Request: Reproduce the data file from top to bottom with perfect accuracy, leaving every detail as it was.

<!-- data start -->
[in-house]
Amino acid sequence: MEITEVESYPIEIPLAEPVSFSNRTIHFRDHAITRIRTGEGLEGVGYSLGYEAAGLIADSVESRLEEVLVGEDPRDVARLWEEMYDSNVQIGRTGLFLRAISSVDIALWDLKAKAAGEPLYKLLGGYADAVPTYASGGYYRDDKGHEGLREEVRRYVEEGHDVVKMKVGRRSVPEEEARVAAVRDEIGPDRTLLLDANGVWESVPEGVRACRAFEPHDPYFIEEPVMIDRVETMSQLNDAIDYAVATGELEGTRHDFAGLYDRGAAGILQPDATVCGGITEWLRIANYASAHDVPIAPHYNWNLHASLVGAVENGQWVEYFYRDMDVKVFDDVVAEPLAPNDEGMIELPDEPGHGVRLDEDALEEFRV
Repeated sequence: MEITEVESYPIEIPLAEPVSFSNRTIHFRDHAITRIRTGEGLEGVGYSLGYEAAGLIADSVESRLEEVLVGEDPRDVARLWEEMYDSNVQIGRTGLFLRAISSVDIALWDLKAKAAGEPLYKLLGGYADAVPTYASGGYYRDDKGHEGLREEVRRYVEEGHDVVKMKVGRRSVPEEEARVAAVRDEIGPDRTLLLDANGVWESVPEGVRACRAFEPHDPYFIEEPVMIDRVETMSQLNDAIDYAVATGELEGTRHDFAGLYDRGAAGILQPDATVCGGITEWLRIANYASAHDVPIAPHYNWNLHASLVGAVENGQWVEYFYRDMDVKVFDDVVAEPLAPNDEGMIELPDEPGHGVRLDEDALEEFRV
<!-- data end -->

[in-house]
Amino acid sequence: MEITEVESYPIEIPLAEPVSFSNRTIHFRDHAITRIRTGEGLEGVGYSLGYEAAGLIADSVESRLEEVLVGEDPRDVARLWEEMYDSNVQIGRTGLFLRAISSVDIALWDLKAKAAGEPLYKLLGGYADAVPTYASGGYYRDDKGHEGLREEVRRYVEEGHDVVKMKVGRRSVPEEEARVAAVRDEIGPDRTLLLDANGVWESVPEGVRACRAFEPHDPYFIEEPVMIDRVETMSQLNDAIDYAVATGELEGTRHDFAGLYDRGAAGILQPDATVCGGITEWLRIANYASAHDVPIAPHYNWNLHASLVGAVENGQWVEYFYRDMDVKVFDDVVAEPLAPNDEGMIELPDEPGHGVRLDEDALEEFRV
Repeated sequence: MEITEVESYPIEIPLAEPVSFSNRTIHFRDHAITRIRTGEGLEGVGYSLGYEAAGLIADSVESRLEEVLVGEDPRDVARLWEEMYDSNVQIGRTGLFLRAISSVDIALWDLKAKAAGEPLYKLLGGYADAVPTYASGGYYRDDKGHEGLREEVRRYVEEGHDVVKMKVGRRSVPEEEARVAAVRDEIGPDRTLLLDANGVWESVPEGVRACRAFEPHDPYFIEEPVMIDRVETMSQLNDAIDYAVATGELEGTRHDFAGLYDRGAAGILQPDATVCGGITEWLRIANYASAHDVPIAPHYNWNLHASLVGAVENGQWVEYFYRDMDVKVFDDVVAEPLAPNDEGMIELPDEPGHGVRLDEDALEEFRV